Sunday’s calendar was also hectic with the Little Carib Theatre remembering late dance diva Beryl Mc Burnie with A Celebration of La Belle Rosette (Beryl Mc Burnie). The cast of this tribute included 2 Cents Movement, Johann Chuckaree, Bro Superior, Cecilia Salazar, Jessie James Joseph, Raul Landaeta, Felipe Noguera, Felix Roach, Little Carib Dance Company and the UTT Dancers.

An Evening of Thanksgiving was also held on Sunday evening at Church on the Rock, Lady Young Road, Morvant and featured Delamo, Sean Daniel, Denyse Plummer, Tambu, Luta, Mention, Gennex and J Errol Lewis.

These days local radio is missing one of its best loved voices, that of Rennie Bishop.

After returning to Trinidad two years ago from his New York base, Bishop has again returned to the US.

With lots of curious people enquiring about his move, Pulse caught up with the Iceman this week to get a first hand explanation. Said Bishop: “First, the reason for coming to Trinidad was to use talk radio to assist in moving the country forward.

“There are many people at home who want to move the country forward; who believe in Trinidad and Tobago.

“I wanted to do that but in this format, time for talk radio needs to be on an extended basis. While I enjoyed my morning show and the Soul Train (on Saturdays) it was not the reason I came back. What I did on Sunday was (authentic) talk radio.

“I think we were able to bring the acquired knowledge of running a morning show and show that the expertise of conducting is Sunday talkshow is non-confrontational but educational.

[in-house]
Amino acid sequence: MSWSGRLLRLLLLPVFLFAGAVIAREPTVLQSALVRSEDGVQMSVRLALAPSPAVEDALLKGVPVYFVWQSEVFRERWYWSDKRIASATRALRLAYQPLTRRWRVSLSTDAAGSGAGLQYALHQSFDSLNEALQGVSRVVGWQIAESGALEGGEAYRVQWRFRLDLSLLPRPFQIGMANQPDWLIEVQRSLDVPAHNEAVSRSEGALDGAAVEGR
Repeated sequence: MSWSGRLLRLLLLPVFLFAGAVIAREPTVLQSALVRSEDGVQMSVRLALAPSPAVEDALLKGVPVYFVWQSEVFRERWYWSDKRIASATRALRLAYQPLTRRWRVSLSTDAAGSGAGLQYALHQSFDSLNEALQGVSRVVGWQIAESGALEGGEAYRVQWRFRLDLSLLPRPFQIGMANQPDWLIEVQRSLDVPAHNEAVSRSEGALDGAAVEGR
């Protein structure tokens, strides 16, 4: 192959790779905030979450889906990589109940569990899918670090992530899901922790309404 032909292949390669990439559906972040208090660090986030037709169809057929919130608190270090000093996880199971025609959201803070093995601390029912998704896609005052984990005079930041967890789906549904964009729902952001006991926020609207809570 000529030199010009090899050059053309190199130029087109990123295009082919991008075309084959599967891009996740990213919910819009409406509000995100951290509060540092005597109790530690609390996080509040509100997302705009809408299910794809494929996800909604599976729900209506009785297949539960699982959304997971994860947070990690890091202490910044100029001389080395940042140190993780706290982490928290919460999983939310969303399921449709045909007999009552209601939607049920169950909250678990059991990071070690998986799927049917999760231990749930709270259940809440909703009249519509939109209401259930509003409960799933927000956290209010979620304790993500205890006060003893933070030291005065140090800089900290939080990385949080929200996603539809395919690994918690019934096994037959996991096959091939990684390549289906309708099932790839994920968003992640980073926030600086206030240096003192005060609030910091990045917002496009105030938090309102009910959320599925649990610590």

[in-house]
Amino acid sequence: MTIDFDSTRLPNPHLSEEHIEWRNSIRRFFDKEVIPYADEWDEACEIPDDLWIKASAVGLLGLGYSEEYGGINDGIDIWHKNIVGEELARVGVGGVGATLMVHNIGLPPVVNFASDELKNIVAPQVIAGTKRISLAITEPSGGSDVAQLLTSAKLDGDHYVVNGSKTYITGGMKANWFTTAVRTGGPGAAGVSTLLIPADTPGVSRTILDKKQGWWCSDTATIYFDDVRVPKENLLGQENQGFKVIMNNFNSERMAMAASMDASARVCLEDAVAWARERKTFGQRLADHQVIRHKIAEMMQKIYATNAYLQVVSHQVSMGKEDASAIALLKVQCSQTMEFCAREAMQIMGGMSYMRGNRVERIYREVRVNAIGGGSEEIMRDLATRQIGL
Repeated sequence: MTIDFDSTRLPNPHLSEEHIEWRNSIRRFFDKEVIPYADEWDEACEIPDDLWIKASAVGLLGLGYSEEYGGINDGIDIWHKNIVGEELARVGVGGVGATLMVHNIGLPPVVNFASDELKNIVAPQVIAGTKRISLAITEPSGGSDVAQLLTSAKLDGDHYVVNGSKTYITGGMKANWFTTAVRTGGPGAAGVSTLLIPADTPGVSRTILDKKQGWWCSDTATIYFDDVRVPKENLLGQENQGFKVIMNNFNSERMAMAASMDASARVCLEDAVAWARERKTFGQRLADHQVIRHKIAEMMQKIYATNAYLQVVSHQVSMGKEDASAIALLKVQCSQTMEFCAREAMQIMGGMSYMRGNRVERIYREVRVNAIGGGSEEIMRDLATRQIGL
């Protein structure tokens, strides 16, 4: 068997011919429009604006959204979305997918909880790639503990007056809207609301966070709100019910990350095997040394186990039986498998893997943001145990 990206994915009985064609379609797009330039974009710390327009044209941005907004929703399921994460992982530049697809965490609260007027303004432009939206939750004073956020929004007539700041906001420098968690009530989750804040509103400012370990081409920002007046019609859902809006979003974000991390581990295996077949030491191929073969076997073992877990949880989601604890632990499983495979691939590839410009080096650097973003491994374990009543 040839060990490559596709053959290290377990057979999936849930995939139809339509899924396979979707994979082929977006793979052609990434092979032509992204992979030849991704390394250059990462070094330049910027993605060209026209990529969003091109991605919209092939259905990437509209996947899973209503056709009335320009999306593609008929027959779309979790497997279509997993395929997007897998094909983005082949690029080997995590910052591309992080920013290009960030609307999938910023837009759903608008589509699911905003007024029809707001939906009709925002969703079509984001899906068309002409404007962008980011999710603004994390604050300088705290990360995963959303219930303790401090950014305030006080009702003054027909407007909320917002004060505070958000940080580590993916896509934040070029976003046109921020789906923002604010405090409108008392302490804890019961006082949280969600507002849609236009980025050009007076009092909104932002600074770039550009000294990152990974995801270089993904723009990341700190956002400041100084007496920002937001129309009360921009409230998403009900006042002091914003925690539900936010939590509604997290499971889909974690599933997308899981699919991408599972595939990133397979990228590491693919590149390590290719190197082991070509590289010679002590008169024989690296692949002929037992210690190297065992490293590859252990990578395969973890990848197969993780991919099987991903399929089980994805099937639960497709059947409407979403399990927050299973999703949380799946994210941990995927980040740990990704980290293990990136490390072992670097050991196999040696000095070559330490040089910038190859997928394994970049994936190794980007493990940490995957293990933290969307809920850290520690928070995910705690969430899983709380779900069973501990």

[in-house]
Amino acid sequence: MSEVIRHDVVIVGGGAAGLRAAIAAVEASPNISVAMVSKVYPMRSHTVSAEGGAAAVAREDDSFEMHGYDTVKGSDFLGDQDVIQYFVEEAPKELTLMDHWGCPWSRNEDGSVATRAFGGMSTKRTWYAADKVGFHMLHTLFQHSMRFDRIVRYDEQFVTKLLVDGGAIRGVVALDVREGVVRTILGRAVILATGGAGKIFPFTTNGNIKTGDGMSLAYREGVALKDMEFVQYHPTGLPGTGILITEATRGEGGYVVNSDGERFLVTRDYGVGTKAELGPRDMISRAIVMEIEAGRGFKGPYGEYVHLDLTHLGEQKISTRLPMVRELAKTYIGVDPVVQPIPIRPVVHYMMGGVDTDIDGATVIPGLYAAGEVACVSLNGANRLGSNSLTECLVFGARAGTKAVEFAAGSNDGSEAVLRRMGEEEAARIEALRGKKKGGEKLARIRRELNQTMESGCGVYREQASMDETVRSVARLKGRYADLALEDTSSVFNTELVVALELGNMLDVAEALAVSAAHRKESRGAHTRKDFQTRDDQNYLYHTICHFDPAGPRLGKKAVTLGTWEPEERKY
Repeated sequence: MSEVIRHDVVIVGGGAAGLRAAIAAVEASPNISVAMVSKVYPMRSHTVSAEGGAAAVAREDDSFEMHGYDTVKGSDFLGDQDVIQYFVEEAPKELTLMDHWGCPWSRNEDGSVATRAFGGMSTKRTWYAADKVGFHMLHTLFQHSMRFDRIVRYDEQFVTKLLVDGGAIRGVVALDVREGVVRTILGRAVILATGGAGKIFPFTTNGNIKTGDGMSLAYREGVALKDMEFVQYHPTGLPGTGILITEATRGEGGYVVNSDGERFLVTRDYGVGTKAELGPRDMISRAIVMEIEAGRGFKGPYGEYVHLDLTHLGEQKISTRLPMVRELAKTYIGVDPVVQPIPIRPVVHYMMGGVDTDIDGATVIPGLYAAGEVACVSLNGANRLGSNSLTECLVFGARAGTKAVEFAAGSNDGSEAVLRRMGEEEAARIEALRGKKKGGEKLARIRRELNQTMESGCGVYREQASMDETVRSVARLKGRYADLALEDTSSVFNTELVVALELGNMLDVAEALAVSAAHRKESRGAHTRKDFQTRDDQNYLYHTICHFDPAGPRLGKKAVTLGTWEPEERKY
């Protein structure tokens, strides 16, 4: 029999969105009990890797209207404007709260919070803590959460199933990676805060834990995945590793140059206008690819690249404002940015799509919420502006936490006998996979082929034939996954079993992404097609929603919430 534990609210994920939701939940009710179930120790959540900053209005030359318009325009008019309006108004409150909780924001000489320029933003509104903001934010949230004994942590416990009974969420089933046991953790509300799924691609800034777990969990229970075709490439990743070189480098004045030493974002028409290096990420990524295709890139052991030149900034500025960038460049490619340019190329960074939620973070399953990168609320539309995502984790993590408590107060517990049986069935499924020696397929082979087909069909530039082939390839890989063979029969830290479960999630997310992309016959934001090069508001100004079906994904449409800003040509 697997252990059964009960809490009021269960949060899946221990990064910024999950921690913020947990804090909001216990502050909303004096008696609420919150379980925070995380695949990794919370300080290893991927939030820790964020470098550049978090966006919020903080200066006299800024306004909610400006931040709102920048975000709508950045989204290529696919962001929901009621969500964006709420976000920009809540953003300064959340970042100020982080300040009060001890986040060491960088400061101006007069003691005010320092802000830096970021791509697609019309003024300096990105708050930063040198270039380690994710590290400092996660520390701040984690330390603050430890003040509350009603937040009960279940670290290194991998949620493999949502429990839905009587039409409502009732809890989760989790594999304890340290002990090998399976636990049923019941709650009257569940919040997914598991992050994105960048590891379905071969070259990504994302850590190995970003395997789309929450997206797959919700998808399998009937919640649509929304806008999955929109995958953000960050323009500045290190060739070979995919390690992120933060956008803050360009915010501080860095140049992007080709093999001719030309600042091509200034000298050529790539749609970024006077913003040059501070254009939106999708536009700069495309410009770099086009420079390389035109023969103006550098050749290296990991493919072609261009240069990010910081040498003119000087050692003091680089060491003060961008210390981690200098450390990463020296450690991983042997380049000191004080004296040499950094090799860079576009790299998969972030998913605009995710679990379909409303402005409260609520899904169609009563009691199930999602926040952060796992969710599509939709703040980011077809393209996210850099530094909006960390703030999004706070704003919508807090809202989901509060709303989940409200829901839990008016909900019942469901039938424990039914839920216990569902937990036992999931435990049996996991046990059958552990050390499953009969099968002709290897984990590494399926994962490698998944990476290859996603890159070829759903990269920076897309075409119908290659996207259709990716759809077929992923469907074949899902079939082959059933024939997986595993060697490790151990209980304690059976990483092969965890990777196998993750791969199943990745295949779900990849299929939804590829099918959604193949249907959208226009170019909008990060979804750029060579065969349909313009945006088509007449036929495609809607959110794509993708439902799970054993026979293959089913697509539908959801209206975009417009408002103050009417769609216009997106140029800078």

“All the same, doing it once a week limits the full exploration of talk radio needed in Trinidad and Tobago.

“In addition, it did not allow us on a daily basis to deal with the issues expeditiously when they came up.

“Waiting until Sunday meant we were dealing with issues where the heat already left the street and the essence of the story had to be regurgitated or reintroduced. The time was just too short so every topic of the previous five days never got its due. I had to return because I felt I was not the selling the profession in the direction that I would have liked it to go.”

Who can forget Bishop piloting Projection 3 of the Rennie Bishop Experience exactly 40 years ago, or when he co-hosted The J&R Show with the late Jim Sutherland, who would have been 72 next week Saturday, on 95.1FM? Bishop carved in a niche for himself and has become a legend in local radio.

He did this at a time when local music was changing, especially with the advent of the soca genre and Black Power movement.

So while he had a legion of fans, he rocked the music status quo, which at the time was piloted by calypso/soca purists DJs like Phil Simmons and Gerald Agostini, with his American tracks.

High in praise of veteran radio guru and disc jockey Anthony “Chinese Laundry” Chow Lin On, Bishop expressed satisfaction in what they were able to achieve in two years.

Now back in New York, Bishop continues to be involved in US media and coordinating his interests abroad.

Known for traditionally closing his sessions with Silver Convention’s popular Thank You Mr DJ, when Bishop played his final track on the Morning Show on October 30, he said goodbye with the instrumental Manhattan Skyline.